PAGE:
Imprinting Controversy

Imprint training is a technique used by some horsemen to create a stronger bond between a foal and a human, writes Les Sellnow in the January issue of The Horse. If imprinting is done correctly, the foal will be much less likely to resist such things as shoeing, having its ears clipped, and rectal examinations, according to Robert Miller, a California veterinarian who literally wrote the book on imprint training. However, there are some equine behaviorists and veterinarians who aren't convinced that Miller's procedure is a good idea in theory, or in practice, writes Christy West in the same issue of the magazine.

"Imprinting is often presented without ample cautions as a 'sure thing,' " said Dr. Sue McDonnell, a specialist in equine behavior at the University of Pennsylvania. "One problem is some people's application of Dr. Miller's imprint training technique, which is that you should make the foal submit until it relaxes. Emphasis is put on enforcing submission to avoid inadvertently teaching the foal that struggle will get it free.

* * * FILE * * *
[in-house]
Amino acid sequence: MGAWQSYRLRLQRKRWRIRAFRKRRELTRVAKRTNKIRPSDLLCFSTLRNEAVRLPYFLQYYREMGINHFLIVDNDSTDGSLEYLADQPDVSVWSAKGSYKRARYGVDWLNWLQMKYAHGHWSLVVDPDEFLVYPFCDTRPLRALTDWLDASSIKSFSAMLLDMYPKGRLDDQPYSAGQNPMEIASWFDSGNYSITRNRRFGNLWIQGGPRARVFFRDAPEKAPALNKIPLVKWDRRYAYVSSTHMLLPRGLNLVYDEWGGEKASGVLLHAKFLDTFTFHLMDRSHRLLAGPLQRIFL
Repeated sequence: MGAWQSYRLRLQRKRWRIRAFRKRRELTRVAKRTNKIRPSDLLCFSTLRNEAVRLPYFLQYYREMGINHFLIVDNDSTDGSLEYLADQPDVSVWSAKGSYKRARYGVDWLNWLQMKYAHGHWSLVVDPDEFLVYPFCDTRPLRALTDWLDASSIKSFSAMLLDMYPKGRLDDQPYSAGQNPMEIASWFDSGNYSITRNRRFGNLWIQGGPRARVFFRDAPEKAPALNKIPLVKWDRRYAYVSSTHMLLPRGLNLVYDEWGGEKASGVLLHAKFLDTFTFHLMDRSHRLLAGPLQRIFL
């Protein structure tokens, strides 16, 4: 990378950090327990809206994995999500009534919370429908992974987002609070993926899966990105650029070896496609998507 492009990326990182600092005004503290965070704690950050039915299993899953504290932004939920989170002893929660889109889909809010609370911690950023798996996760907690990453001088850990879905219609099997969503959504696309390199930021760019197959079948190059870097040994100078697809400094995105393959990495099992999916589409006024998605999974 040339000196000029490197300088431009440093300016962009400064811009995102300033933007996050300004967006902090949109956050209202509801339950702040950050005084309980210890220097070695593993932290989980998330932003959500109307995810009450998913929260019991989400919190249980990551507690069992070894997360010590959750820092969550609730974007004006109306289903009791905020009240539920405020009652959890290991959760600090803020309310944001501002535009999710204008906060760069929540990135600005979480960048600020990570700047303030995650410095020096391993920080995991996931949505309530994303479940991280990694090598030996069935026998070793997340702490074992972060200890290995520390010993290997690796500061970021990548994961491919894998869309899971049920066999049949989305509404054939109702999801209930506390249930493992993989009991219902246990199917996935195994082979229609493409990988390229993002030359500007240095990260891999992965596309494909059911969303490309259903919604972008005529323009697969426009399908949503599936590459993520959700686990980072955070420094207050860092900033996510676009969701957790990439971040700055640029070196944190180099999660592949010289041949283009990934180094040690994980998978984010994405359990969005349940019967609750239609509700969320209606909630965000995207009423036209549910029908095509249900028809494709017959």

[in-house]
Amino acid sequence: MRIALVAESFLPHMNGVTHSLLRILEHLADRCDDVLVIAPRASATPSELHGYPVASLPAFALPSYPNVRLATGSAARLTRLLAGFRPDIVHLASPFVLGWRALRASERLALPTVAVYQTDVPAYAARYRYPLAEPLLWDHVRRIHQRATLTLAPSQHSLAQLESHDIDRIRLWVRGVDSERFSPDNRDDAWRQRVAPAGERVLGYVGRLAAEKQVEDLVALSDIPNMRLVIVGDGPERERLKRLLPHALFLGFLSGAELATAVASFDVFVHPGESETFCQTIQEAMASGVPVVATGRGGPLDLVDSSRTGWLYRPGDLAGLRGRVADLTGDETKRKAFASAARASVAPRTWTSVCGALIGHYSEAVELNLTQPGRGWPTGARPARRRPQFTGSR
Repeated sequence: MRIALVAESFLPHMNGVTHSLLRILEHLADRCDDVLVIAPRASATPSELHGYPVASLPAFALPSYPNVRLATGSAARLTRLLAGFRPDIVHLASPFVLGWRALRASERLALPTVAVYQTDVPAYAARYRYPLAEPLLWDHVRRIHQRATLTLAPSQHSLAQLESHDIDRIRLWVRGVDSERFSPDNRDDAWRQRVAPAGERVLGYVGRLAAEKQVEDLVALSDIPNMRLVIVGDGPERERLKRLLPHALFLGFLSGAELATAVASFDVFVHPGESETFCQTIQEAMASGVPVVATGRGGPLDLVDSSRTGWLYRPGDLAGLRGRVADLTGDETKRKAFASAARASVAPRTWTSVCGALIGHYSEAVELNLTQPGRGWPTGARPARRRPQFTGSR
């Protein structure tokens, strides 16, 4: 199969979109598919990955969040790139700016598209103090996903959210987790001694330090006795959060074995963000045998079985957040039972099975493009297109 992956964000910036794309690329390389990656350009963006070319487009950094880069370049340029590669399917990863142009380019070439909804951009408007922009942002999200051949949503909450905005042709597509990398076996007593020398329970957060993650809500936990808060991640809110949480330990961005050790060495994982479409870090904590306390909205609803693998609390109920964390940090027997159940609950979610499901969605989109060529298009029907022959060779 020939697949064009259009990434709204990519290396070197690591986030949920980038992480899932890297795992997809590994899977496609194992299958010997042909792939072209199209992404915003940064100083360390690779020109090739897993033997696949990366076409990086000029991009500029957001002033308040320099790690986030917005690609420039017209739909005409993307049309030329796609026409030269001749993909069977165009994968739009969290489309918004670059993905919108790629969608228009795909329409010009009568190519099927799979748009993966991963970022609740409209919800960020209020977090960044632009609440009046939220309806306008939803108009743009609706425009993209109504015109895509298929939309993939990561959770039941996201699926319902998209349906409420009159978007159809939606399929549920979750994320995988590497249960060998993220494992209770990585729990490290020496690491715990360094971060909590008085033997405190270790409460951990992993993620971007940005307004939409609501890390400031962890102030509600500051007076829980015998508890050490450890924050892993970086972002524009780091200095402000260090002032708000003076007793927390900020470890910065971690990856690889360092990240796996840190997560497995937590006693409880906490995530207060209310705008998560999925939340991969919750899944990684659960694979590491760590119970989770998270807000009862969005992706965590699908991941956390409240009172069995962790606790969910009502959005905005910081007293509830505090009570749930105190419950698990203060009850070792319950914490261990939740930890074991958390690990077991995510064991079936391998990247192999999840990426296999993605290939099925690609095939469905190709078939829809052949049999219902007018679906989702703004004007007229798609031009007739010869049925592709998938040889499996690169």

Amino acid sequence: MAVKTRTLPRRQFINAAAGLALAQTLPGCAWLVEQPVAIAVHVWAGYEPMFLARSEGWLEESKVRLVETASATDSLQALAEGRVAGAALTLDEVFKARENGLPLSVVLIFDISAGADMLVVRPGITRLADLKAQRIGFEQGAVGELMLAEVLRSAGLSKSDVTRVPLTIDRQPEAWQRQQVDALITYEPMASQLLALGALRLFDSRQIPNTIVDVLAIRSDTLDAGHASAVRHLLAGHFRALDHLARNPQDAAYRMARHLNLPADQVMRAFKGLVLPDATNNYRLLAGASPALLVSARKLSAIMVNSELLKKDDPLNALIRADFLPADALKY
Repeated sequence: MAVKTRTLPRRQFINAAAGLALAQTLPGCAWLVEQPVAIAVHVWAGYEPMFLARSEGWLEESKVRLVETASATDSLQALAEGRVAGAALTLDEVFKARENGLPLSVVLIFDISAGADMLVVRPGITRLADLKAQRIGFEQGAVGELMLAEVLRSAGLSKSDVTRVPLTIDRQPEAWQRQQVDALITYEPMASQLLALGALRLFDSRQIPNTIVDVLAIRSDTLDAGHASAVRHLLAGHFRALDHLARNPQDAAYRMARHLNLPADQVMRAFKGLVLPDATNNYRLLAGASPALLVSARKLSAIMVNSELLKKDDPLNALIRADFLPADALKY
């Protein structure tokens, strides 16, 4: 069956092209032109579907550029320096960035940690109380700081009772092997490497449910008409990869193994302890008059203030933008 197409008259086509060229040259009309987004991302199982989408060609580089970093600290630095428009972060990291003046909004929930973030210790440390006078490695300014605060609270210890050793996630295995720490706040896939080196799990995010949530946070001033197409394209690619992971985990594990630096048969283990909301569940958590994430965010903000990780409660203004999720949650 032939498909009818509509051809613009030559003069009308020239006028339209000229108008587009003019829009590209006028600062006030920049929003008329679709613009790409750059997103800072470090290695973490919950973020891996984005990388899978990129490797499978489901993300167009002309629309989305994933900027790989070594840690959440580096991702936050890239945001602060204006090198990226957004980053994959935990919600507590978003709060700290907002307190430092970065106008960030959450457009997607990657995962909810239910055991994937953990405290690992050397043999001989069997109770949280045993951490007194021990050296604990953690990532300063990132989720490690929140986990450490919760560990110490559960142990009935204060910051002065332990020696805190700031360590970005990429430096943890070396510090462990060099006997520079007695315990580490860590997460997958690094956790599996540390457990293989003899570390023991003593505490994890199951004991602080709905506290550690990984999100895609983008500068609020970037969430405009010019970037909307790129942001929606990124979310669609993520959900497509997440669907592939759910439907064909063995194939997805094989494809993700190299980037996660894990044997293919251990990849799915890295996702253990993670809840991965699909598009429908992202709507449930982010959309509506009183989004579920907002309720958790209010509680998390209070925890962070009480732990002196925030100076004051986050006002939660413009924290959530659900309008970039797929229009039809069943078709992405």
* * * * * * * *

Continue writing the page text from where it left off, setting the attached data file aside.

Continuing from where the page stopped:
"Some strong foals end up injured and stressed in the process," McDonnell continued. "I'm sure Dr. Miller wouldn't and doesn't hurt his foals, but some people are having trouble with his methods because it is hard to communicate to them when to stop."

Dr. Harold Schott II of Michigan State University offered a case in point.

"One owner was trying to imprint her foal and had been laying on him while he struggled to get away, trying to get him to submit," he said. "Eventually, he got worn out and stopped fighting, and at age six hours the foal was in the hospital and eventually died.

"I've also seen foals come into our neonatal unit that didn't get enough colostrum right after birth," Schott continued. "I believe -- though I can't prove it -- that some of these foals didn't get colostrum because the owners were trying to imprint the foals and not allowing them to nurse."

McDonnell expressed additional concerns, including the following:

"Foals that were handled intensively at birth have a much higher incidence of 'excessive human bonding' than others. Some of these foals don't seem to make the distinction between you as a human and them as a horse. They're very friendly and in your lap all the time as foals, which is very cute, but they are right on top of you at the rough and tumble stage. This is a problem."